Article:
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Tuesday, May 24, 2011

The Tragedy Of Checked Exceptions

If you ever get one of those interview questions along the lines of "What DON'T you like about Java?", I would hope that checked exceptions are at the top of your list. I think no other, ahem, feature, of Java has caused more code bloat, more problems, and less stability than checked exceptions. Java was the first main-stream language to include this concept (to my knowledge), the only (widely used) programming language that has it, and I strongly hope it will be the last programming language to include it.

Checked exceptions cause a lot of grief. They often pollute APIs: look at how the JDBC API plays "cover your ass" by making every single method throws JDBCException regardless of which methods do any work that could possibly fail. At best, checked exceptions make sense only when there is a clear and documented way to recover from the exception (such as waiting and retrying the failed operation). In many cases, a simple boolean, indicating success or failure, would be much better than an exception, and accomplish the same goals with far less cost.

Checked exception's also encourage another terrible pattern: exception swallowing. "What do I do with this here MyAPIIsBrokenException? Well Eclipse just inserts code to print out the stack trace, so that's good enough." Thus real errors get discarded, and code that should break during testing slips through the cracks, causing nasty runtime failures and ominous messages to the console.

Really, what can you do with an exception? Either handle it locally and immediately, or wrap it in another exception, usually RuntimeException, and rethrow it ... but that approach is only effective if some higher layer does a good job of reporting the entire stack of exceptions, the way Tapestry does. More often, the exception just percolates up to a top-level loop and spews out a few hundred lines of glop onto the console or log.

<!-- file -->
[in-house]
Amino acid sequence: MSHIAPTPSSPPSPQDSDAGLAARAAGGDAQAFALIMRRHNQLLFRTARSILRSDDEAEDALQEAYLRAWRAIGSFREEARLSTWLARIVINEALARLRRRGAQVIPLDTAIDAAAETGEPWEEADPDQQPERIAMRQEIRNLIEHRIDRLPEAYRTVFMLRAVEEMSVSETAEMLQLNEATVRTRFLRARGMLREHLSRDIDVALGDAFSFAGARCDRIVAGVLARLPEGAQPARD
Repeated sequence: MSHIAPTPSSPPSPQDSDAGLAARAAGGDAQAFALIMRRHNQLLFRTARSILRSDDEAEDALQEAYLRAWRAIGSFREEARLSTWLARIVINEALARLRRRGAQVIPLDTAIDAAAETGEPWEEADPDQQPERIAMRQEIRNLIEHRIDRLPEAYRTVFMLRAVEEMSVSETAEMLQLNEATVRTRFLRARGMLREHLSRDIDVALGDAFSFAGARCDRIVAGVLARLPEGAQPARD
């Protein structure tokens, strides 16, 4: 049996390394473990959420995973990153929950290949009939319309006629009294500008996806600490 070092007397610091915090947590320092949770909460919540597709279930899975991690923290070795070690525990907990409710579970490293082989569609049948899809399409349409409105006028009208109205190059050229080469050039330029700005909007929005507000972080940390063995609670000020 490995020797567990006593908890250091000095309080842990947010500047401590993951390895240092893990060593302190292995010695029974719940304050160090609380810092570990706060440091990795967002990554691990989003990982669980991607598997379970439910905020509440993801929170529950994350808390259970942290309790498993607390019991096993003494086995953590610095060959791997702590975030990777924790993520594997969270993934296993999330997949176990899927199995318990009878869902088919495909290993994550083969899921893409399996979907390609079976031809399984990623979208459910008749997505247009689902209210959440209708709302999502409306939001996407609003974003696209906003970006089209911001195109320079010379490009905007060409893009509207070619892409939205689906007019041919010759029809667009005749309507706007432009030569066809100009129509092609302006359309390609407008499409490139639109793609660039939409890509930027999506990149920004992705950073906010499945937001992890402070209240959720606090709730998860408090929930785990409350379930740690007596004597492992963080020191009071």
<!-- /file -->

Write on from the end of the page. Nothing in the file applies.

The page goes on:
I think part of the proof that checked exceptions are simply unworkable is the way throws Exception is creeping into standard APIs, such as the ones specified in project Coin (I'm thinking of Autocloseable). And what is the semantic value of throws Exception? It's useless ... because you are either going to log that exception to the console or wrap it in a new RuntimeException and re-throw it. So the authors of Autoocloseable have simply shifted work onto your lap (you get to write the code to catch it and rethrow it) when if they simply omitted the throws clause, and documented that "close() methods may throw a runtime exception" you could get the exact same effect, but write much less code.

I've also seen that checked exceptions have been a factor in the delays for JDK 8 Lambdas, complicating that specification much further than it needed to be, and forcing new and odder syntax into the language to accompany it.

Meanwhile, post-Java JVM languages ... including Groovy, Fantom, and Clojure ... simply ignore checked exceptions; which is easy enough to do as they are almost entirely a fiction of the Java compiler in the first place. You can write try...catch blocks in these languages, but there's no pressing need to, and application stability ends up being higher than in traditional Java code.